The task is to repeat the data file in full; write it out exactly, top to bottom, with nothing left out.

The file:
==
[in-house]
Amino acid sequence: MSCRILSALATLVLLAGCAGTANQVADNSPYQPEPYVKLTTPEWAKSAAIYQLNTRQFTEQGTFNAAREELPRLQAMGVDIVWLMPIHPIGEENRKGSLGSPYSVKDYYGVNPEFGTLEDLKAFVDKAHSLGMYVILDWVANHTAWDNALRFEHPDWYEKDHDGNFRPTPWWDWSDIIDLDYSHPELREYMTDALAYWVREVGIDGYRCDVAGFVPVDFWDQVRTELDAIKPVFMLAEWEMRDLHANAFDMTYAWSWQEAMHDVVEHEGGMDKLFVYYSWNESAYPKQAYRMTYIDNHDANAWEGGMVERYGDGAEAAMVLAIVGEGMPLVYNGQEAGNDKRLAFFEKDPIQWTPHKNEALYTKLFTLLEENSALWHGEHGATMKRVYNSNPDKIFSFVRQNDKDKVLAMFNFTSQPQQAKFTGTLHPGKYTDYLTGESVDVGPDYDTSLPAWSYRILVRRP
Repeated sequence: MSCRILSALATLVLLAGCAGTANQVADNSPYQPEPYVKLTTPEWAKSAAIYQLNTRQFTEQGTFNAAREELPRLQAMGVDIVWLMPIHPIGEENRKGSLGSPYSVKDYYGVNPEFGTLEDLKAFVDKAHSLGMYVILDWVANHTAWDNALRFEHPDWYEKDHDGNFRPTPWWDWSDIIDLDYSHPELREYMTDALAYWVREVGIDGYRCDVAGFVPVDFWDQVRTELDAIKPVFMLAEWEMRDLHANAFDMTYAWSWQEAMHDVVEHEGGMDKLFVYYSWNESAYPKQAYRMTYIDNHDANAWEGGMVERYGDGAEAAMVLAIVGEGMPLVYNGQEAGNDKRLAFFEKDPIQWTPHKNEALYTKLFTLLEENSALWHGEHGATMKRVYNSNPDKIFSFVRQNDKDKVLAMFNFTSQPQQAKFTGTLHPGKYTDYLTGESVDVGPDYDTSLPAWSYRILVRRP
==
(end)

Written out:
[in-house]
Amino acid sequence: MSCRILSALATLVLLAGCAGTANQVADNSPYQPEPYVKLTTPEWAKSAAIYQLNTRQFTEQGTFNAAREELPRLQAMGVDIVWLMPIHPIGEENRKGSLGSPYSVKDYYGVNPEFGTLEDLKAFVDKAHSLGMYVILDWVANHTAWDNALRFEHPDWYEKDHDGNFRPTPWWDWSDIIDLDYSHPELREYMTDALAYWVREVGIDGYRCDVAGFVPVDFWDQVRTELDAIKPVFMLAEWEMRDLHANAFDMTYAWSWQEAMHDVVEHEGGMDKLFVYYSWNESAYPKQAYRMTYIDNHDANAWEGGMVERYGDGAEAAMVLAIVGEGMPLVYNGQEAGNDKRLAFFEKDPIQWTPHKNEALYTKLFTLLEENSALWHGEHGATMKRVYNSNPDKIFSFVRQNDKDKVLAMFNFTSQPQQAKFTGTLHPGKYTDYLTGESVDVGPDYDTSLPAWSYRILVRRP
Repeated sequence: MSCRILSALATLVLLAGCAGTANQVADNSPYQPEPYVKLTTPEWAKSAAIYQLNTRQFTEQGTFNAAREELPRLQAMGVDIVWLMPIHPIGEENRKGSLGSPYSVKDYYGVNPEFGTLEDLKAFVDKAHSLGMYVILDWVANHTAWDNALRFEHPDWYEKDHDGNFRPTPWWDWSDIIDLDYSHPELREYMTDALAYWVREVGIDGYRCDVAGFVPVDFWDQVRTELDAIKPVFMLAEWEMRDLHANAFDMTYAWSWQEAMHDVVEHEGGMDKLFVYYSWNESAYPKQAYRMTYIDNHDANAWEGGMVERYGDGAEAAMVLAIVGEGMPLVYNGQEAGNDKRLAFFEKDPIQWTPHKNEALYTKLFTLLEENSALWHGEHGATMKRVYNSNPDKIFSFVRQNDKDKVLAMFNFTSQPQQAKFTGTLHPGKYTDYLTGESVDVGPDYDTSLPAWSYRILVRRP